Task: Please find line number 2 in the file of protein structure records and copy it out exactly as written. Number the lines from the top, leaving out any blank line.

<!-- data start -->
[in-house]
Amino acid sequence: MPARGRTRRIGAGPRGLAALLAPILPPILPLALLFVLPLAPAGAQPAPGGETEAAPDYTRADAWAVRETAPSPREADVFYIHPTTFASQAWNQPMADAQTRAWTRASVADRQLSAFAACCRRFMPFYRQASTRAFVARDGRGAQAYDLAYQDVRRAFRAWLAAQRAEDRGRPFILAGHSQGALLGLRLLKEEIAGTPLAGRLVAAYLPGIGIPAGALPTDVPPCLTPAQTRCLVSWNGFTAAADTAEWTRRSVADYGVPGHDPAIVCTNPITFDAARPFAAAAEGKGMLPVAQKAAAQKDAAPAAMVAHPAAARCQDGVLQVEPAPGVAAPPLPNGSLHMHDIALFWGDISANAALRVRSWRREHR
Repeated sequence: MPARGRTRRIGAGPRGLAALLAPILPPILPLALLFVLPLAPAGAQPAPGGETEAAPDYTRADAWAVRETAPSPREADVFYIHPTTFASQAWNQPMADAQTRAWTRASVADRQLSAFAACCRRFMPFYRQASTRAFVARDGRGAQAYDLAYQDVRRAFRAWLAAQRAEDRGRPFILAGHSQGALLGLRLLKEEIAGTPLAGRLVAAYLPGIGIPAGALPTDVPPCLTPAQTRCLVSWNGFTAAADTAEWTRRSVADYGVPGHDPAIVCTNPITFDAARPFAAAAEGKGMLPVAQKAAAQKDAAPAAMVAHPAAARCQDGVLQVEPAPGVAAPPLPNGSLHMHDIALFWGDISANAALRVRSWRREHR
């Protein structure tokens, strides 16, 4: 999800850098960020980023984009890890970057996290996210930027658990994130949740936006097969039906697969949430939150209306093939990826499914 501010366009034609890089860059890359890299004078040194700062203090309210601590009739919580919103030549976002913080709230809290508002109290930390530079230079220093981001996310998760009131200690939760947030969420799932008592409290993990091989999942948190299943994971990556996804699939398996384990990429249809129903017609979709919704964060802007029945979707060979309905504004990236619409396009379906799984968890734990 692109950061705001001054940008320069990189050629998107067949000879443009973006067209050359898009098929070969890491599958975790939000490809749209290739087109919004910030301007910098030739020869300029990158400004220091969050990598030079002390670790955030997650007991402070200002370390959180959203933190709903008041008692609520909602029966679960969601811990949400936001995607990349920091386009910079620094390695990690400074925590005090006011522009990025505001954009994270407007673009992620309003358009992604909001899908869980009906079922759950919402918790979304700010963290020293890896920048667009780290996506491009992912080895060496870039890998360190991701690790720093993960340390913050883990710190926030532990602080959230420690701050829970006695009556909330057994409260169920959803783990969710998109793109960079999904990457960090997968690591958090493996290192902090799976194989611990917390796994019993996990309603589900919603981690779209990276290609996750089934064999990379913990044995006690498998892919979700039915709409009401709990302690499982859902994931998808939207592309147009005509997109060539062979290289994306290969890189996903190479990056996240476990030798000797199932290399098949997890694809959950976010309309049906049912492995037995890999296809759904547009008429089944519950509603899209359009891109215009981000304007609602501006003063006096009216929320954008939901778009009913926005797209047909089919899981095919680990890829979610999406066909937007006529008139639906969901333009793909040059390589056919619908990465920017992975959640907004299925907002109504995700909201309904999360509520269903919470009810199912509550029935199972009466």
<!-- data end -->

Amino acid sequence: MPARGRTRRIGAGPRGLAALLAPILPPILPLALLFVLPLAPAGAQPAPGGETEAAPDYTRADAWAVRETAPSPREADVFYIHPTTFASQAWNQPMADAQTRAWTRASVADRQLSAFAACCRRFMPFYRQASTRAFVARDGRGAQAYDLAYQDVRRAFRAWLAAQRAEDRGRPFILAGHSQGALLGLRLLKEEIAGTPLAGRLVAAYLPGIGIPAGALPTDVPPCLTPAQTRCLVSWNGFTAAADTAEWTRRSVADYGVPGHDPAIVCTNPITFDAARPFAAAAEGKGMLPVAQKAAAQKDAAPAAMVAHPAAARCQDGVLQVEPAPGVAAPPLPNGSLHMHDIALFWGDISANAALRVRSWRREHR